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There are dozens of bike chain lubes on the market and about as many opinions as to which is best. In reality, there are two basic types of lube, wet and dry. Wet lubes work well in wet conditions as they do a good job of repelling water and keeping water out of the chain pivot points. Their downfall is that they collect dust and tend to leave dark marks on your calves (chain tatoos) or pants legs. Dry lubes are wax based with a solvent that dries quickly leaving behind a protective film. They perform best in dry, dusty conditions where you don't what grit collecting on the chain but aren't going to be encountering a lot of water. I find that dry lubes tend to require more frequent reapplication to keep the drive train quiet, but they are a lot cleaner.

To add to the mix are the synthetic lubes that can be silicone based and may contain teflon or other additives. I like synthetics for extreme cold conditions as they don't thicken and do a good job of protecting your chain from wet and salt.

The two lubes I am currently using are Dupont Multi-Purpose Synthetic with Teflon (PTFE) as my wet lube and WD40 Bike Dry Lube (not the same as the regular WD40 penetrating lubricant in a spray can). Both of which perform well under their intended conditions but I don't claim they are "the best" as that will surely start an argument. I also have the Dupont Synthetic Penetrating Lube and Liquid Wrench Penetrating Lube for use on rusted parts. Once the parts are free moving and cleaned up, I switch back to my regular lubricants.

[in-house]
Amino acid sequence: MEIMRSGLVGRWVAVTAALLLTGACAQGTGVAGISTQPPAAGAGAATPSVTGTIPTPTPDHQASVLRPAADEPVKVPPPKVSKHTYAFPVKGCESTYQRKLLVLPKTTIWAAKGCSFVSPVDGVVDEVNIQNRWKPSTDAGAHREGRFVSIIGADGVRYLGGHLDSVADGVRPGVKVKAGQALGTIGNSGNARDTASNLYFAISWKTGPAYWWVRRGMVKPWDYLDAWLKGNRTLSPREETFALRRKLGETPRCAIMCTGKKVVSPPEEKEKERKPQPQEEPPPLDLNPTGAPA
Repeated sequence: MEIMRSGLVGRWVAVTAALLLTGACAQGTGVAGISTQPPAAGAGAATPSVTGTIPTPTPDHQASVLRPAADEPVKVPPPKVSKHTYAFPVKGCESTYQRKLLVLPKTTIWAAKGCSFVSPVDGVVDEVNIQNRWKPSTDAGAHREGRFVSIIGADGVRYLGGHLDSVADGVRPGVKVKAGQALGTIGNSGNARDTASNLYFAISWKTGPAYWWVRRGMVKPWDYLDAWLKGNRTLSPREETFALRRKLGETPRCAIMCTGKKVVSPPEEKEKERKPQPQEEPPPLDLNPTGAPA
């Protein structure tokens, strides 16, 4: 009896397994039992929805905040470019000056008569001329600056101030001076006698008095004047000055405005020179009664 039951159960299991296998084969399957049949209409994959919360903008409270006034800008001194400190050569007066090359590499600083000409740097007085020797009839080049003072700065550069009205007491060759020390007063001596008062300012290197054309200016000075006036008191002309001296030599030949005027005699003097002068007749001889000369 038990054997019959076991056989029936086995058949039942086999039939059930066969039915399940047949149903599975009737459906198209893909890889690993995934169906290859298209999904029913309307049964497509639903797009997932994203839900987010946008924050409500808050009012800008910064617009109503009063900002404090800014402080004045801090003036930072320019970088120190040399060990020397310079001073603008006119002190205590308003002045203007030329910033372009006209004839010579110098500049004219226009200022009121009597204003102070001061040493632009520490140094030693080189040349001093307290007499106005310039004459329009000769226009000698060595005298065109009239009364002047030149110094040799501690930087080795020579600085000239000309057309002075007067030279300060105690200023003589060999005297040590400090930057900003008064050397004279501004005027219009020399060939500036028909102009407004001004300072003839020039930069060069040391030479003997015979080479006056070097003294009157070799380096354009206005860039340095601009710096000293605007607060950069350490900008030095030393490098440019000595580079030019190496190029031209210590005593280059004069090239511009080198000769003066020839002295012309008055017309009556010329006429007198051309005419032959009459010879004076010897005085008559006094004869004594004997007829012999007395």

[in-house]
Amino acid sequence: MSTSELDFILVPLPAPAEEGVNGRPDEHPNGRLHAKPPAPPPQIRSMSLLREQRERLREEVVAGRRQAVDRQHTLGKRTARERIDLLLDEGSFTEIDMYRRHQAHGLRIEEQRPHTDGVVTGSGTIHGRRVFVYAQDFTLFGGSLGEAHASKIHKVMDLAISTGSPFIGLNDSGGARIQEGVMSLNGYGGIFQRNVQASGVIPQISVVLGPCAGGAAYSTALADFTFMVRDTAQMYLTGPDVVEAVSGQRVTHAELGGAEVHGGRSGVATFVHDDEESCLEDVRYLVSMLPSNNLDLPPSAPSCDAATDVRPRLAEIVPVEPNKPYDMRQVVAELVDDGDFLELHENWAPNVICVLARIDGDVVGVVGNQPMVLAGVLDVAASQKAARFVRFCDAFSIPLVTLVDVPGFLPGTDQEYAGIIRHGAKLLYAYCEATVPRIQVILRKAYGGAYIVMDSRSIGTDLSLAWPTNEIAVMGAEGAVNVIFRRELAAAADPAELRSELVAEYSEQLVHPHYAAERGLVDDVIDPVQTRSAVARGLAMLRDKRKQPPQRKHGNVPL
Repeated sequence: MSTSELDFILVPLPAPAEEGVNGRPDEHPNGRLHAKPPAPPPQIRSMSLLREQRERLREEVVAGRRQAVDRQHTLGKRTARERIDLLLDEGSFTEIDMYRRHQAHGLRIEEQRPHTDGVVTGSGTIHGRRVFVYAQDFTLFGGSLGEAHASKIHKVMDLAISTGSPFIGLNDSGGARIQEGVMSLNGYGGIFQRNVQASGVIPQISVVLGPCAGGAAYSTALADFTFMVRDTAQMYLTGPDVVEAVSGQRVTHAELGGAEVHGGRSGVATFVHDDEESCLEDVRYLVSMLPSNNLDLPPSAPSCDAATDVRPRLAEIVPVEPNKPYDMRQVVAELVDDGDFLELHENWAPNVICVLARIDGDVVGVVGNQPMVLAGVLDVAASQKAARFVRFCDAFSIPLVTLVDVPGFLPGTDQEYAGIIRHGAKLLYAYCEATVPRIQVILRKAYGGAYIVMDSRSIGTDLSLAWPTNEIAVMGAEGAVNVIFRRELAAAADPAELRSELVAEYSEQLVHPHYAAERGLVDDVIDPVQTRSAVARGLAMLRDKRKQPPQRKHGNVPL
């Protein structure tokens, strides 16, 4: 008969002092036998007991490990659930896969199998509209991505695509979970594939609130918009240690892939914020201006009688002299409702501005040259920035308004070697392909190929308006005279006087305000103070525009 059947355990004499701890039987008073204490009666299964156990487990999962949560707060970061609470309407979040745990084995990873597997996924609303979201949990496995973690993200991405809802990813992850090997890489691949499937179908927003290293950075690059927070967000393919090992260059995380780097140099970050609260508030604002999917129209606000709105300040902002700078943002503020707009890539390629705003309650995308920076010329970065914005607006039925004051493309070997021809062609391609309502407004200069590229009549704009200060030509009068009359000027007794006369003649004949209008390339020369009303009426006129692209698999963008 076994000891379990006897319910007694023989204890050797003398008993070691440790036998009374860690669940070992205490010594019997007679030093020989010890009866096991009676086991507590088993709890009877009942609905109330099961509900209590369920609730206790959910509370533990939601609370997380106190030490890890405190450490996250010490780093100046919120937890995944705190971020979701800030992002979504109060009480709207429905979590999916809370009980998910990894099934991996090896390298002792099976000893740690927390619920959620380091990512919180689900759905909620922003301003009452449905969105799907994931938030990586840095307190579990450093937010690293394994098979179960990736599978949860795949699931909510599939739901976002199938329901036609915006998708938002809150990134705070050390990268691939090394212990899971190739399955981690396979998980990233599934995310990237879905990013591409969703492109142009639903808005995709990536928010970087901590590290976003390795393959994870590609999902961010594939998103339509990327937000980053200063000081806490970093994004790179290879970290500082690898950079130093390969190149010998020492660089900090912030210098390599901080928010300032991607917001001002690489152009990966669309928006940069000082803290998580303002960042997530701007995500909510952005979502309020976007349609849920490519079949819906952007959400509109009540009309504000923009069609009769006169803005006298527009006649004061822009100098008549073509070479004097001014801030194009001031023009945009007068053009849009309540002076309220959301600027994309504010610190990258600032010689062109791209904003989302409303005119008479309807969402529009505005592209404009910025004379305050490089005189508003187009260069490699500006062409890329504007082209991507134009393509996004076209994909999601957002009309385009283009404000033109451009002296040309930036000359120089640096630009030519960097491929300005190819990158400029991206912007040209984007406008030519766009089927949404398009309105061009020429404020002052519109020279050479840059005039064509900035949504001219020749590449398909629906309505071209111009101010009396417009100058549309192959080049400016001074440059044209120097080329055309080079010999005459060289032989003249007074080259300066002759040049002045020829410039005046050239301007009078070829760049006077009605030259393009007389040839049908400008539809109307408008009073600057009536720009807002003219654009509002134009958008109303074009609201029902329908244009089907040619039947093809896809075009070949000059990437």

Far more important than which lube you use, is that you reapply lube at appropriate intervals, don't overlubricate (just builds up gunk), and keep your chain reasonably clean.

BTW, I personally don't like spray lubes as you don't get much lube for your money and 2/3 of it never ends up on the chain but gets all over the frame and possibly even on rims or disc brake surfaces.

Last edited by GravelMN; 12-04-14 at 12:31 AM.
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Old 12-04-14, 02:50 PM
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My experience with motorcycle chain lube is that it works fine, but is so thick and sticky that it will result in your chain being an very filthy mess much faster than if you used a lighter lube. But riding with the lube on the chain will not damage your chain. Try to clean off as much of the excess motorcycle lube as you can from the outside to keep it from getting too dirty. And periodically wipe off the dirt, too.
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Old 12-04-14, 03:46 PM
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Sew a cover over the drive train so its less out in the elements.
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Old 12-04-14, 05:50 PM
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For casual riding, i find a thick automotive gear oil works fine soaking on the chain over nite and wiped in the morning. This should last 500 to 1000 miles, at least for me. The stuff is cheap and will last for years in the quart bottle. Some say the lighter oils don't last long, so i use this heavy oil and the chain lube hassles are mostly eliminated.

Also good to wipe your chain off occassionally depending on how dirty your area is.